| Is it safe? Noah cautiously touches a live horseshoe crab held by science instructor Kim Torres.
Officially summer did not start until June 21, but three days beforehand a group of more than a dozen parents and their children got a jump start on the hectic tourist season inside the confines of the community room at HAC’s family shelter the Village at Cataumet.
Though there was no sand or ocean water, the setting had all the signs of what summer means to many here on Cape Cod: the beach.
That was all due to a few unusual visitors – a horseshoe crab and several hermit crabs – that made their way into the HAC shelter thanks to a grant the Massachusetts Department of Early Education and Care awarded to the Bourne Early Childhood Council.
That money paid for a hands-on educational session led by Kim Torres, owner of the Chatham-based company Elements, Etc., which allowed children of all ages to get close and personal with a few lively sea creatures along with some much softer stuffed ones as well.
The most entertaining part of the hour and a half long workshop were the actual animals that Torres brought with her straight from Pleasant Bay.
The horseshoe crab was first as Torres gave some key facts about it before placing it on a small blue tarp in the center of the room where it maneuvered around the small feet of children standing over it.
“See the long tail?” she asked.
“Yeah!” the kids screamed.
“Everyone thinks there is poison in it, but there is not,” she said, explaining that the tail is used by the horseshoe crab as a swimming mechanism.
“This is the way to hold him,” she said, with her hands on the side of the animal.
Though horseshoe crabs look “scary,” Torres said, “they are very gentle.”
And they are important to humans, currently being used as part of cancer research. “We are close to finding a cure for cancer because of their blood,” Torres said.
Torres also showcased much smaller hermit crabs which Paula Mallard, director of the Village at Cataumet, shied away from. “Those are creepy,” Mallard laughed. “I can touch the other one, but those are just creepy.”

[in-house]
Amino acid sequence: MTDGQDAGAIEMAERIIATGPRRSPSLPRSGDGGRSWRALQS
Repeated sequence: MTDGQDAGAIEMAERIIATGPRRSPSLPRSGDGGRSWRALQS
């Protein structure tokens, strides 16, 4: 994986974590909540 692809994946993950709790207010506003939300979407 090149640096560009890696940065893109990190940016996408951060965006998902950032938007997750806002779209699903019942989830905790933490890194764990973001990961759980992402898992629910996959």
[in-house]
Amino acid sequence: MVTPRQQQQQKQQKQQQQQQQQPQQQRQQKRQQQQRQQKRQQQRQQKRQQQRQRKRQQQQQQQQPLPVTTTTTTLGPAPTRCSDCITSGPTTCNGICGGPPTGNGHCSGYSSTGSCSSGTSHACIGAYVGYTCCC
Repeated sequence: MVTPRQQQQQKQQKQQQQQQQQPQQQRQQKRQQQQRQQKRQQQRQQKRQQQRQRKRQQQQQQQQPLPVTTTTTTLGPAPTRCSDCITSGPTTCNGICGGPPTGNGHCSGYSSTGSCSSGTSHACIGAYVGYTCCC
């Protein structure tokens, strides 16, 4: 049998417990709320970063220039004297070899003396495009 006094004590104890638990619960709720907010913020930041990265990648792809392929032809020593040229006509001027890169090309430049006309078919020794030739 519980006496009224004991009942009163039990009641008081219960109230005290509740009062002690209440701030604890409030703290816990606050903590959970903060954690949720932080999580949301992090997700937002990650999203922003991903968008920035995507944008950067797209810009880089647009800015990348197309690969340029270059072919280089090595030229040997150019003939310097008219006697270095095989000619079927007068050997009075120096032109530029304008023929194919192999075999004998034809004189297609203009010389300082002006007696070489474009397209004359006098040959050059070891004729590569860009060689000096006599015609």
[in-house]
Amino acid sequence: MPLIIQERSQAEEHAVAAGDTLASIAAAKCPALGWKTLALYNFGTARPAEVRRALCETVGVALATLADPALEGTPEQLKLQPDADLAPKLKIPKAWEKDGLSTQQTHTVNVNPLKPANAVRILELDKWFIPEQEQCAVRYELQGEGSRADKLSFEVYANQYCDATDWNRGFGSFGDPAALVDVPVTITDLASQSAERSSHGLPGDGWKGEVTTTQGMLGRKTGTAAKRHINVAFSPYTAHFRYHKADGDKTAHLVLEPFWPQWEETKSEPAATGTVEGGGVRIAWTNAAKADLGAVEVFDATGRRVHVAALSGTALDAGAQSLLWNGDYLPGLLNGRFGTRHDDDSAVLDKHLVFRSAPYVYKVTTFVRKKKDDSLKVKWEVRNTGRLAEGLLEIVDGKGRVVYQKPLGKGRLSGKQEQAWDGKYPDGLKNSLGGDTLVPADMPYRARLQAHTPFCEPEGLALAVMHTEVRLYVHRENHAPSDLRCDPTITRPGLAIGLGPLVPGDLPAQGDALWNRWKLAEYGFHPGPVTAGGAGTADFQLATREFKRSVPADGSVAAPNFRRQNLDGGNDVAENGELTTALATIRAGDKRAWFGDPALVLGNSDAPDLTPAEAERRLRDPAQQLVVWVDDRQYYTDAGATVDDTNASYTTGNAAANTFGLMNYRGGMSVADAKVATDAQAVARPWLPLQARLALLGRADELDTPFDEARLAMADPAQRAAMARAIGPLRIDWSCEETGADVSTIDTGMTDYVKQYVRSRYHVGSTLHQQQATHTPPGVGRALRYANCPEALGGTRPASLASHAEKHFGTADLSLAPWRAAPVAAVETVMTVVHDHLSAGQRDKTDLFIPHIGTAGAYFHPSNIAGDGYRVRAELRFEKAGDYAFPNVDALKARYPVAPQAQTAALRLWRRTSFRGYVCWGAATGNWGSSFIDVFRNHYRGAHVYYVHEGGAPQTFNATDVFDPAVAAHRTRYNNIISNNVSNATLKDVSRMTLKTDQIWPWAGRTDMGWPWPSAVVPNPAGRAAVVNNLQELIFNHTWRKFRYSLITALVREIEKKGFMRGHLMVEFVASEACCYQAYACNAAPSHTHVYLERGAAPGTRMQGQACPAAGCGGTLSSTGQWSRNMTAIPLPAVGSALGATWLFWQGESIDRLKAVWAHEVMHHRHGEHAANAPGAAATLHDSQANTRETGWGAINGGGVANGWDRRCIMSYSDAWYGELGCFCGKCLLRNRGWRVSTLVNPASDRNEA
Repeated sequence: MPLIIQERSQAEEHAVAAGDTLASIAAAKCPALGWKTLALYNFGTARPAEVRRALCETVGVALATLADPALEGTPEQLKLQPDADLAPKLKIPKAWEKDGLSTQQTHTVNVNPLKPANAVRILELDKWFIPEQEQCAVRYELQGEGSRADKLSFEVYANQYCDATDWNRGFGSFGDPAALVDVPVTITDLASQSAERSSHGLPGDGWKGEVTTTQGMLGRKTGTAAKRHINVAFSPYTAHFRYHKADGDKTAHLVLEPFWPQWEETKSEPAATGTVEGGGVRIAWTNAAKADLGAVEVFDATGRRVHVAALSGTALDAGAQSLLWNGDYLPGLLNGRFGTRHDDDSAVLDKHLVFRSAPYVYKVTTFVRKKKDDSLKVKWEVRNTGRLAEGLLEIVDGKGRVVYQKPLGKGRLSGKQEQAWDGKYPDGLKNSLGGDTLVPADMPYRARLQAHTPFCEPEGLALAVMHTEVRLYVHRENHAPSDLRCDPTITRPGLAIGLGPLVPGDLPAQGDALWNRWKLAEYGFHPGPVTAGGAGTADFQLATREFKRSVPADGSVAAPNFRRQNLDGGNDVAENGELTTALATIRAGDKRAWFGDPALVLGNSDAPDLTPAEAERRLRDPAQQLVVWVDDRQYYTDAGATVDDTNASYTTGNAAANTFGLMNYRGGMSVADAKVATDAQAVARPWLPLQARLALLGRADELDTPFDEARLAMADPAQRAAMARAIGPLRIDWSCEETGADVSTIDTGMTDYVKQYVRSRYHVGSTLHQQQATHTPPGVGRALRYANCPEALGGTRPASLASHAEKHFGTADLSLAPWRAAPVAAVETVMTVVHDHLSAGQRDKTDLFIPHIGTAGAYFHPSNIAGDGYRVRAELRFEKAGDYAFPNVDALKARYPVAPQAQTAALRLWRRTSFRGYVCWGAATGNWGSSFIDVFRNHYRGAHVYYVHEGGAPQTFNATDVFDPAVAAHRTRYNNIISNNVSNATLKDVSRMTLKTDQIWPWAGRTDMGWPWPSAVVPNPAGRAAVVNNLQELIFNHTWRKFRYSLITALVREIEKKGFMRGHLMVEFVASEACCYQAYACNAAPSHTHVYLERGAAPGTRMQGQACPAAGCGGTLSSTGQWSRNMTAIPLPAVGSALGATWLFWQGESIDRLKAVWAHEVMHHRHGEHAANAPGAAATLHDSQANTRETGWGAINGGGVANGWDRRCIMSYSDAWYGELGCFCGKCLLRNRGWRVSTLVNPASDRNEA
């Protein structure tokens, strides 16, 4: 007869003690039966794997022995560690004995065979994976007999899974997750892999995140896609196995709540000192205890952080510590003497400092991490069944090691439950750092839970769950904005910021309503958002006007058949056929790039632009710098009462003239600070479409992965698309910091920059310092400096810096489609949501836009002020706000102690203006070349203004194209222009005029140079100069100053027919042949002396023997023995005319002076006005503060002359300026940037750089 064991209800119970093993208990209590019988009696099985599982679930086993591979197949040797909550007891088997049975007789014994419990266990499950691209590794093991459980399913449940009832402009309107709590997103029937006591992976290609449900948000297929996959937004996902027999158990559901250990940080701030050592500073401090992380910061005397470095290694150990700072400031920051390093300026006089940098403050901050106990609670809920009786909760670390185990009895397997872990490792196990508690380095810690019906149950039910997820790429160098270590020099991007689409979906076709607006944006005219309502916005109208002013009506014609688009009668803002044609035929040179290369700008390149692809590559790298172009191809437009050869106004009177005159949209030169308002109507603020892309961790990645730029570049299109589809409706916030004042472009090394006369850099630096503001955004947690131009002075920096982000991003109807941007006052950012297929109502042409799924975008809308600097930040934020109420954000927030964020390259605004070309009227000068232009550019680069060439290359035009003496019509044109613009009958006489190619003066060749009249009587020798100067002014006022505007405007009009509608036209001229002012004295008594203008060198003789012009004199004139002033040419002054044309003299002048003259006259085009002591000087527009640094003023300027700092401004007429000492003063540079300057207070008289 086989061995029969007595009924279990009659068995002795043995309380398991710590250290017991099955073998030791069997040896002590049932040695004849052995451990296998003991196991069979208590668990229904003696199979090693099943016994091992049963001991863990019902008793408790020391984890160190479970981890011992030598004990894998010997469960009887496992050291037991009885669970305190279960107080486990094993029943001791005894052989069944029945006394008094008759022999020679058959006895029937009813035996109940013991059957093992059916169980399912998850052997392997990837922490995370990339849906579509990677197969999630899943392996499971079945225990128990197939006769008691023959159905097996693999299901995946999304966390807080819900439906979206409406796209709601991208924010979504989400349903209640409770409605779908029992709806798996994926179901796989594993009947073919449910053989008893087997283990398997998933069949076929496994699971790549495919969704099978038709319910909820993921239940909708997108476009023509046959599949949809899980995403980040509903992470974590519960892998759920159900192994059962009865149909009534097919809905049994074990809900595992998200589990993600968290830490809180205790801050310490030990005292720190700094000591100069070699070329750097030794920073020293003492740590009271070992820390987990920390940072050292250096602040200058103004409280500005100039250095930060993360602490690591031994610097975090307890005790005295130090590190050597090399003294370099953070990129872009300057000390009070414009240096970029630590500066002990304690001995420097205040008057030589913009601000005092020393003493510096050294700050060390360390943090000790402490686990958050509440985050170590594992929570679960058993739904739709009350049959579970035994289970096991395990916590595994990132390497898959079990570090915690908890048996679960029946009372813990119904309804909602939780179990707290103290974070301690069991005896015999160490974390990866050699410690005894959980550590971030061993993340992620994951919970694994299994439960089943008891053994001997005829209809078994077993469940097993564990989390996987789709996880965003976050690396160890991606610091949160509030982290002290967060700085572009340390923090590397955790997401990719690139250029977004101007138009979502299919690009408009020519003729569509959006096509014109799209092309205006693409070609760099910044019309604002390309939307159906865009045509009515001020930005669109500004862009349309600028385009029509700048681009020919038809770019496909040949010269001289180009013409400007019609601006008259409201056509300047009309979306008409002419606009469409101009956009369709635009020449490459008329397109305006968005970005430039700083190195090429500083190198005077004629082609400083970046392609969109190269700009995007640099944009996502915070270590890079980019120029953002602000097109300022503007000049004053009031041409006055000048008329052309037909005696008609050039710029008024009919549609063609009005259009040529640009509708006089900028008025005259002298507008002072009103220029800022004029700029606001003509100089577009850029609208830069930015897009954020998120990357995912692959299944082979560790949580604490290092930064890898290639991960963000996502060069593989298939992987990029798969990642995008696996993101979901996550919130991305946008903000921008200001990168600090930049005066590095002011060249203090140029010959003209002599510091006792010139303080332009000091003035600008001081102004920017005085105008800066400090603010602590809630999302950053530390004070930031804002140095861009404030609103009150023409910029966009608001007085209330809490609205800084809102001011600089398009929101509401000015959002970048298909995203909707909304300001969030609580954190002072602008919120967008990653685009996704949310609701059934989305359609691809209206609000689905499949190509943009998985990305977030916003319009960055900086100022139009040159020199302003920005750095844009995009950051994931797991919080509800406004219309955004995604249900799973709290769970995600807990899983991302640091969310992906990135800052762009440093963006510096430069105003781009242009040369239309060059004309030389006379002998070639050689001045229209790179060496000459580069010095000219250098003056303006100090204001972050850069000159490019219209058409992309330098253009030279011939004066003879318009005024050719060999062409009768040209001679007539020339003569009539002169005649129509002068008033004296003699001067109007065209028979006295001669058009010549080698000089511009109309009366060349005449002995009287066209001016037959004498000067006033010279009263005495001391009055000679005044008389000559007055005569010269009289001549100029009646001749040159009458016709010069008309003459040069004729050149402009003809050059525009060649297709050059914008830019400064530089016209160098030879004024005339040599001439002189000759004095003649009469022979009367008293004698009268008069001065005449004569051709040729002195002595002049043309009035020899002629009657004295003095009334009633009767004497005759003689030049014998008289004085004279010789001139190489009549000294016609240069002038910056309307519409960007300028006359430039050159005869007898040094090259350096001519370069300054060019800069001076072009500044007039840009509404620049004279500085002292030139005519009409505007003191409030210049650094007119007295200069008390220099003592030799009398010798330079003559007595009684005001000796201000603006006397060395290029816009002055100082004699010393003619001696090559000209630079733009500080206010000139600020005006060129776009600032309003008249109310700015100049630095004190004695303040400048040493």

Even some children – like Krista Hansen’s one-year-old son Noah - were initially reluctant to get too close to the animals. Eventually, Noah summoned up the courage to touch the horseshoe crab’s shell.
“That little one, he was scared during the first part of the show,” Torres said later. “It is nice to see them overcome that fear and get excited and actually learn more about science.”
Hansen, whose four-year-old son Matthew also took part in the educational workshop, was thrilled to see her kids interacting with real creatures found on Cape beaches. “I love this,” she said. “It is cool to see my kids having fun.”
At one point she even got in the act, touching the horseshoe crab after which she joked, “I want one as a pet now.”
Along with the live animals Torres had a variety of dried and stuffed animals on display including a sea star, sponges and a plush horseshoe crab. And she gave children the opportunity to color a picture of a seahorse as well as a shark.
“I think this is great,” Mallard said. “The kids are having fun and it is educational.”
The fact that children enjoyed the experience was a reward for Torres who hoped this may inspire them to explore their natural surroundings. “Most kids don’t know this is out there and that these are animals they are living with,” she said, adding that through classes like this, “they can appreciate nature and start to notice the stuff around them.”